some benefits IMO being A) no chance for getting bit by zero value initialization of structs, B) It's a more pure form of an abstract data type (the user doesn't even get direct access to the Stack() slice, only Push() and Pop() can manipulate data), C) you get to use the proper name for the constructor func (i.e. Stack() returns a stack{} vs NewStack() returns a Stack{}). Commented May 28, 2022 at 15:23
  • yes, but you can do that by implementing a push and pop interface, returning the interface in NewStack()
    – nkcode
    Commented Jul 19, 2022 at 10:56
2

Use https://github.com/emirpasic/gods

package main

import lls "github.com/emirpasic/gods/stacks/linkedliststack"

func main() {
    stack := lls.New()  // empty
    stack.Push(1)       // 1
    stack.Push(2)       // 1, 2
    stack.Values()      // 2, 1 (LIFO order)
    _, _ = stack.Peek() // 2,true
    _, _ = stack.Pop()  // 2, true
    _, _ = stack.Pop()  // 1, true
    _, _ = stack.Pop()  // nil, false (nothing to pop)
    stack.Push(1)       // 1
    stack.Clear()       // empty
    stack.Empty()       // true
    stack.Size()        // 0
}
1
  • This is not a good example
    – Saurabh
    Commented May 7, 2022 at 4:25
0

Can I do better?

With generics released, we can generalize your implementation like this:

package main

import (
    "fmt"
    "log"
)

// Generic stack
// One should implement better constraints
type stack[V any] []V

func (s *stack[V]) Push(v V) int {
    *s = append(*s, v)
    return len(*s)
}
func (s *stack[V]) Last() V {
    l := len(*s)

    // Upto the developer to handle an empty stack
    if l == 0 {
        log.Fatal("Empty Stack")
    }

    last := (*s)[l-1]
    return last
}

func (s *stack[V]) Pop() V {
    removed := (*s).Last()
    *s = (*s)[:len(*s)-1]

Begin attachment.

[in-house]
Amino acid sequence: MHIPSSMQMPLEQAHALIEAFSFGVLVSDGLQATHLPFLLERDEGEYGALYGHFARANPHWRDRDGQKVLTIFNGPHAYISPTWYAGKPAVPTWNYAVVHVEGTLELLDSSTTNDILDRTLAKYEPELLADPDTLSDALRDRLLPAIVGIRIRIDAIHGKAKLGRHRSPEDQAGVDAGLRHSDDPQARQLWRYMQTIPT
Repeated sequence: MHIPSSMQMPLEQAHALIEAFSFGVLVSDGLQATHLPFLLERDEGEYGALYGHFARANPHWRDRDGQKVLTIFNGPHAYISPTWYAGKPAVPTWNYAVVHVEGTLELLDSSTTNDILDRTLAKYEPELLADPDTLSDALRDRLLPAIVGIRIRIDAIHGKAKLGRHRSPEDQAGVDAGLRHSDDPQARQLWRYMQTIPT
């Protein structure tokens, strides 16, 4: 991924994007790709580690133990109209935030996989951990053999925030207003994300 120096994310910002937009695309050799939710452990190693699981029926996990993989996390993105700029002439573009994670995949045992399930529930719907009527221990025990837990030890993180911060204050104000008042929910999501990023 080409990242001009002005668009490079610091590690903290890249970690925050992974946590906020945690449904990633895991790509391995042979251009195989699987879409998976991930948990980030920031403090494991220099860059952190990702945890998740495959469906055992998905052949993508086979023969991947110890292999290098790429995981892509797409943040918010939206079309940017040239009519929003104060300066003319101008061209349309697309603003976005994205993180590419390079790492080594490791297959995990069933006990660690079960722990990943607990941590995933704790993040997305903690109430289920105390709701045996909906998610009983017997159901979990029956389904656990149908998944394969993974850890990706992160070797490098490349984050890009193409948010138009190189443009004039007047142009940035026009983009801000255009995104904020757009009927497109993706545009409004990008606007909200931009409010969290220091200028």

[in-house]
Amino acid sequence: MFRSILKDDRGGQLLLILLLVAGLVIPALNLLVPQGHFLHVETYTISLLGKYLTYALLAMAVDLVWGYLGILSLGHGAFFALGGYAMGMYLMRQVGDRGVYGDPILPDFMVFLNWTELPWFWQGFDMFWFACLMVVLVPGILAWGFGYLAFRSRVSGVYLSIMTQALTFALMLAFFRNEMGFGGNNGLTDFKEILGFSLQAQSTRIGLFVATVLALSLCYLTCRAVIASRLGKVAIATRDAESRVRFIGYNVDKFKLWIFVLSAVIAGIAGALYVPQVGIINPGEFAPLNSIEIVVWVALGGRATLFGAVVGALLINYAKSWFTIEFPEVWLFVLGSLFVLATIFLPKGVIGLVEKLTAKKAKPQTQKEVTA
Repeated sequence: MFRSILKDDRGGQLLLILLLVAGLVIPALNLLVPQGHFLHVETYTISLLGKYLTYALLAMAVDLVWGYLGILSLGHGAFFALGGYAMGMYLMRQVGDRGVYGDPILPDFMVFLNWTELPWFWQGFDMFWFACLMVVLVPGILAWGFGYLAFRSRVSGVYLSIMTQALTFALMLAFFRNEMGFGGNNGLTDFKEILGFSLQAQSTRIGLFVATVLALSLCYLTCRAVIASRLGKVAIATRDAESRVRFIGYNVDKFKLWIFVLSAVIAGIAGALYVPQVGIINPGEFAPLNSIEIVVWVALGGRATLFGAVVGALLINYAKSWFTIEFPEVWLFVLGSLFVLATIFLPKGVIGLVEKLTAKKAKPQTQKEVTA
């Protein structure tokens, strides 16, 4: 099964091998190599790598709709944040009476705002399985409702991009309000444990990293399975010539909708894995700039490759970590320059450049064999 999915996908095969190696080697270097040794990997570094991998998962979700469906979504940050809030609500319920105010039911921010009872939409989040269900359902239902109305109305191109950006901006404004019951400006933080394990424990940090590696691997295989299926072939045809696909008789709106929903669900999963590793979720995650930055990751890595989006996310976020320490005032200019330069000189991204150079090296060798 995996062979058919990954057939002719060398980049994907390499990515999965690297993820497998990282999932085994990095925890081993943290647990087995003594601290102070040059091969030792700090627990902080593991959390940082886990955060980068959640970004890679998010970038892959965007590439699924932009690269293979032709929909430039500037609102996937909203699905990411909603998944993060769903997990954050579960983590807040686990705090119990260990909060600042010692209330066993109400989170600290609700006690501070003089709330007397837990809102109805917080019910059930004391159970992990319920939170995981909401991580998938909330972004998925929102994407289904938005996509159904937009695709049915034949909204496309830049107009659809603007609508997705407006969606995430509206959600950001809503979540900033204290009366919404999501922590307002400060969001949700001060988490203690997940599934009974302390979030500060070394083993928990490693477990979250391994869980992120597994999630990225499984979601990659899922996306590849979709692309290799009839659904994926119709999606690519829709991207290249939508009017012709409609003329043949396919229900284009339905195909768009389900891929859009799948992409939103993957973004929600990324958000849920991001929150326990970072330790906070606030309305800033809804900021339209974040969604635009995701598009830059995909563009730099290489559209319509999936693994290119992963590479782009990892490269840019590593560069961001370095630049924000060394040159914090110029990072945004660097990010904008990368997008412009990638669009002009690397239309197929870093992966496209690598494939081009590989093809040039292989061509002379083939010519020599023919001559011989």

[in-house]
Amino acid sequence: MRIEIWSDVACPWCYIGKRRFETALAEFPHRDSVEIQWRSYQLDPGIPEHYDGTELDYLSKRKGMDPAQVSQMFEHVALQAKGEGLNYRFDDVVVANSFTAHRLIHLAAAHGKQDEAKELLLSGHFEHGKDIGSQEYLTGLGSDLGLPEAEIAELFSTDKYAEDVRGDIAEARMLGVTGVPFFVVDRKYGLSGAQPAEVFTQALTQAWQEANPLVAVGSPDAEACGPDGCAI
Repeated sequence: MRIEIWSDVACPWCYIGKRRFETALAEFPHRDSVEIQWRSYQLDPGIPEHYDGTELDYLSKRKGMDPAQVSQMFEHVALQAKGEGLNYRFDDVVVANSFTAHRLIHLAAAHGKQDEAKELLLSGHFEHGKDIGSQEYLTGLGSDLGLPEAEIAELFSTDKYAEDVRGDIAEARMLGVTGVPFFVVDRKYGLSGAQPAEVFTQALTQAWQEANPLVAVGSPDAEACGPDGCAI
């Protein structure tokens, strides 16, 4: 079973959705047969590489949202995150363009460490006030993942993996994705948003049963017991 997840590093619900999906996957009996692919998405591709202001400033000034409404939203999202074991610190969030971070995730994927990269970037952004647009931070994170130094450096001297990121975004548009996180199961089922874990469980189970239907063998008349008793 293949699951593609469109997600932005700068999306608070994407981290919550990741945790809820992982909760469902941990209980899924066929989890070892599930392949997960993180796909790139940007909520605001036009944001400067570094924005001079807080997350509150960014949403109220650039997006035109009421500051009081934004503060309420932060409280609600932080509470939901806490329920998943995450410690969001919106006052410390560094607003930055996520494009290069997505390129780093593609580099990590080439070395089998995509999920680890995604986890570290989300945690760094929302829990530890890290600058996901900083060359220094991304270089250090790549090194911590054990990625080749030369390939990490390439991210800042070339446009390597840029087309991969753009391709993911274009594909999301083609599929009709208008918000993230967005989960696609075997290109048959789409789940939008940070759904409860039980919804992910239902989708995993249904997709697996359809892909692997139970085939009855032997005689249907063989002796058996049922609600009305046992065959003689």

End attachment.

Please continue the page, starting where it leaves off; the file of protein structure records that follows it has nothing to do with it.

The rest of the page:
return removed
}

// Pointer not needed because read-only operation
func (s stack[V]) Values() {
    for i := len(s) - 1; i >= 0; i-- {
        fmt.Printf("%v ", s[i])
    }
}

Playground

0

One more addition to concurrency safe stack implementation in Golang.

Supporting operations like:

  1. Push(value interface{})
  2. Peek() interface{}
  3. Pop()
  4. Size() int
  5. Reverse()
  6. Display()
package main

import (
    "fmt"
    "sync"
)

type StackMethods interface {
    Push(value interface{})
    Peek() interface{}
    Pop()
    Size() int
    Reverse()
    Display()
}

type Stack struct {
    node *Node
    size int
    lock sync.Mutex
}

type Node struct {
    value interface{}
    next  *Node
}

func (s *Stack) Size() int {
    return s.size
}
func (s *Stack) Push(value interface{}) {
    s.lock.Lock()
    defer s.lock.Unlock()
    s.node = &Node{
        value: value,
        next:  s.node,
    }
    s.size++
}

func (s *Stack) Peek() interface{} {
    if s.size > 0 {
        fmt.Println("Element: ", s.node.value)
        return s.node.value
    } else {
        fmt.Println("No elements in stack to display.")
    }
    return nil
}

func (s *Stack) Pop() {
    s.lock.Lock()
    defer s.lock.Unlock()
    if s.size > 0 {
        fmt.Printf("Removing element %v from stack.\n", s.node.value)
        s.node = s.node.next